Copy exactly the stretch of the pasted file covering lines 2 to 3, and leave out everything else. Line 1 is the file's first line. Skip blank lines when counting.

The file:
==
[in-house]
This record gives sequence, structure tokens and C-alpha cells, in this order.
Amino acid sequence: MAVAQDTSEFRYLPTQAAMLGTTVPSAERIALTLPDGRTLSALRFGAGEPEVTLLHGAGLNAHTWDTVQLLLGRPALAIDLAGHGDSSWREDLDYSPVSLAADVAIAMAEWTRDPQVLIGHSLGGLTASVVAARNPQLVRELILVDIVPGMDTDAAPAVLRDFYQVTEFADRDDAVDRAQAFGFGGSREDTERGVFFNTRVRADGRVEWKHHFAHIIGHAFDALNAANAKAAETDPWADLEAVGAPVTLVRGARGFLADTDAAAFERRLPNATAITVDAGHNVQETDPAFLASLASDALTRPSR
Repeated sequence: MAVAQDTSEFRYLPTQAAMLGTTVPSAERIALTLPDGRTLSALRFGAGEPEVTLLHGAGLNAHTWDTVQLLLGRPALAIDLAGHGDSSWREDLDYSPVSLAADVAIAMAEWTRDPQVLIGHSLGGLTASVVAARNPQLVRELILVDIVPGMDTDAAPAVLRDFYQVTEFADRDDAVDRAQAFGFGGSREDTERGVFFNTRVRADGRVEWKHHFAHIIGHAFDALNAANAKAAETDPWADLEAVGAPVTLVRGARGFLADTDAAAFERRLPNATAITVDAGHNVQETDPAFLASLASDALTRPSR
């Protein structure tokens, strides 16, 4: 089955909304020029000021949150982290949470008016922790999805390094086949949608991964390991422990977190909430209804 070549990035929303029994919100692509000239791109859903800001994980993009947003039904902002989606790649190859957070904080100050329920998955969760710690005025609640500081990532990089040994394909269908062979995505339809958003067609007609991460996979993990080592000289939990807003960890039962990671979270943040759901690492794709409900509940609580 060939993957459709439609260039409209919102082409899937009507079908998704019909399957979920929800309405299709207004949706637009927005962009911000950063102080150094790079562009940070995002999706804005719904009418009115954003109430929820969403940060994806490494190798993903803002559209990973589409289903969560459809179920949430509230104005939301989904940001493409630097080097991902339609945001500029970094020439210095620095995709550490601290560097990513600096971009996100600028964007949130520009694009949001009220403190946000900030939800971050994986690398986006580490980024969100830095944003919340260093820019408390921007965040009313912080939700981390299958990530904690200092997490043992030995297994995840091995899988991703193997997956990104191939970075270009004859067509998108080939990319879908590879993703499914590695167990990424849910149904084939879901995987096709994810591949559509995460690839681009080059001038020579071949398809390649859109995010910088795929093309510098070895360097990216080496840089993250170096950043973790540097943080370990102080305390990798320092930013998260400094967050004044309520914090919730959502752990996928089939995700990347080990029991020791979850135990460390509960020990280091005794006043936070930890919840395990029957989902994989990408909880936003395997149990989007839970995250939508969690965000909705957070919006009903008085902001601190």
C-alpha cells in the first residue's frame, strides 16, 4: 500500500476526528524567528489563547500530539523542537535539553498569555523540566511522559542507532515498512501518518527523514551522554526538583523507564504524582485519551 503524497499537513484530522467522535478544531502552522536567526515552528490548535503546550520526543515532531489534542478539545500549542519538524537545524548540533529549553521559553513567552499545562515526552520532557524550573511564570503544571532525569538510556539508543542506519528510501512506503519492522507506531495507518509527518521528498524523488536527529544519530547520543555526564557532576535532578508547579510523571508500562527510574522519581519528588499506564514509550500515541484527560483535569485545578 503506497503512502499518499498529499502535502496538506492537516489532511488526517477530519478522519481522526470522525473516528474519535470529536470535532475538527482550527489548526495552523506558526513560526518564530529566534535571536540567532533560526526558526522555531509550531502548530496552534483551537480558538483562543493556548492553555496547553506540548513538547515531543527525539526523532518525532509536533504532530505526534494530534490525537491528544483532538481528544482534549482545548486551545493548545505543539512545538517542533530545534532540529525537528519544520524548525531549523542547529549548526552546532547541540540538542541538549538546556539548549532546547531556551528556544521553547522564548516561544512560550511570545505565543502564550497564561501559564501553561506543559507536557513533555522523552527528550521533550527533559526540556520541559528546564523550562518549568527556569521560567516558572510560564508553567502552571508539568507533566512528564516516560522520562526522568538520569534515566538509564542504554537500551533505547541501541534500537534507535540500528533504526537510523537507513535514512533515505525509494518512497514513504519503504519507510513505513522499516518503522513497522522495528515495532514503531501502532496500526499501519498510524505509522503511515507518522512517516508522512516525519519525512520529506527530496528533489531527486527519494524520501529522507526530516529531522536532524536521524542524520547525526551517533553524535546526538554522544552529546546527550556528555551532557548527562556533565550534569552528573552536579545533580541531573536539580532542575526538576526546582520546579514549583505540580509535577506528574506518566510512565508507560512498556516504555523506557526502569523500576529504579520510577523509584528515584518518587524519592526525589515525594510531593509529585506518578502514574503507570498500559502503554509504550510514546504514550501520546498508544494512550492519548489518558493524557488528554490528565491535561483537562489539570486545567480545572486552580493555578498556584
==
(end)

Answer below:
This record gives sequence, structure tokens and C-alpha cells, in this order.
Amino acid sequence: MAVAQDTSEFRYLPTQAAMLGTTVPSAERIALTLPDGRTLSALRFGAGEPEVTLLHGAGLNAHTWDTVQLLLGRPALAIDLAGHGDSSWREDLDYSPVSLAADVAIAMAEWTRDPQVLIGHSLGGLTASVVAARNPQLVRELILVDIVPGMDTDAAPAVLRDFYQVTEFADRDDAVDRAQAFGFGGSREDTERGVFFNTRVRADGRVEWKHHFAHIIGHAFDALNAANAKAAETDPWADLEAVGAPVTLVRGARGFLADTDAAAFERRLPNATAITVDAGHNVQETDPAFLASLASDALTRPSR